Meanwhile, the pans and measures at Cakealogue Towers have been in action once again. My elder son wanted to bake a cake as a treat for his lovely girlfriend, and so, under my watchful eye, he mixed, baked, decorated and presented a superb   chocolate  cake. He used my Beat and Mix easy peasy chocolate cake recipe, substituting dark molasses sugar for regular caster sugar, which resulted in deep, dark, caramelly splodges. He sandwiched the two halves with Nutella and then topped it with butter cream into which he’d mixed cocoa powder and  another spoonful of Nutella.

The result looked stunning. And apparently it tasted gorgeous too. But I have to rely on reports because I didn’t get to try it!



Marvellous Marzipan Mince Pies

23 Dec


Mmmm, it’s that time of year again, when the whole house smells of delicious things baking in the kitchen. Mince pies really evoke the season with their boozy fruitiness and aromatic spiciness. I like to make my own and serve them warm from the oven. Of course, when I say “make my own” I mean the cheat’s version. I could make the mincemeat – indeed I once did – and I could make my own pastry, but really  life’s too short. And anyway, the supermarkets do such a fantastic selection of Christmas mince it would be rude not to buy it.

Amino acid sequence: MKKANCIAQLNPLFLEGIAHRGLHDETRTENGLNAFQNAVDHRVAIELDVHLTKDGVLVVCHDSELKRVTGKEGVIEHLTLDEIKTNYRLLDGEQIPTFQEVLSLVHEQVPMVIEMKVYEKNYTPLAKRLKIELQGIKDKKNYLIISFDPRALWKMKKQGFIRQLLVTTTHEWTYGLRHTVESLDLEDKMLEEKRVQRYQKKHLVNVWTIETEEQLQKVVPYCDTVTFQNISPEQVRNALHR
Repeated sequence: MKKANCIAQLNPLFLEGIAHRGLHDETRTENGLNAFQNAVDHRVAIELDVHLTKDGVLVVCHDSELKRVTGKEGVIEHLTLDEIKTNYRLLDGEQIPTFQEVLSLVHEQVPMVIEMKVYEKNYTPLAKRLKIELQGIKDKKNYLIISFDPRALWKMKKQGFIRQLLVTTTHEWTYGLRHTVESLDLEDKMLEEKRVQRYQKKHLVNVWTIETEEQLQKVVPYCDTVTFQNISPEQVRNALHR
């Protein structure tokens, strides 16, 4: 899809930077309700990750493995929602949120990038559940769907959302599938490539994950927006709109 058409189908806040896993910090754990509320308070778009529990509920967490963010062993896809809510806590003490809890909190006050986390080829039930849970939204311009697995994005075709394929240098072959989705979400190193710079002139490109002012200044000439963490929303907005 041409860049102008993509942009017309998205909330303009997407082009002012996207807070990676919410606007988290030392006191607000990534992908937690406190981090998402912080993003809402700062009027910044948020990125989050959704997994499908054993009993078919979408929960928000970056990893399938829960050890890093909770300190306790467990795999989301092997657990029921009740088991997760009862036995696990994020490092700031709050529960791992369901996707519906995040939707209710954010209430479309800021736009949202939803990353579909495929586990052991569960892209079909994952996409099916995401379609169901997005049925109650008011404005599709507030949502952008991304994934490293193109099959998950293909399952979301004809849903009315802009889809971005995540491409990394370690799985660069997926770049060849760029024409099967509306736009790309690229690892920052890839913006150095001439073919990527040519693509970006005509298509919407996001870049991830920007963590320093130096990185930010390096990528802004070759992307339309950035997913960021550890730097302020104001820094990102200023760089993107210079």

This year I tried two quite spectacular bought  mincemeats and used both in my marzipanned versions of the pies  The result is yummy and more-ish.

Lots of mincemeat varieties are available but these two really impressed this year. At Sainsbury I found a jar of “Taste the Difference”  mincemeat made with cassis. The alcohol gives it quite a deep pinky-red colour and it has a sweet/sharp jamminess.  And at Waitrose, their standard, non-posh variety has such a wonderful citrus and spice flavour I feel I could eat it straight from the jar by the spoonful.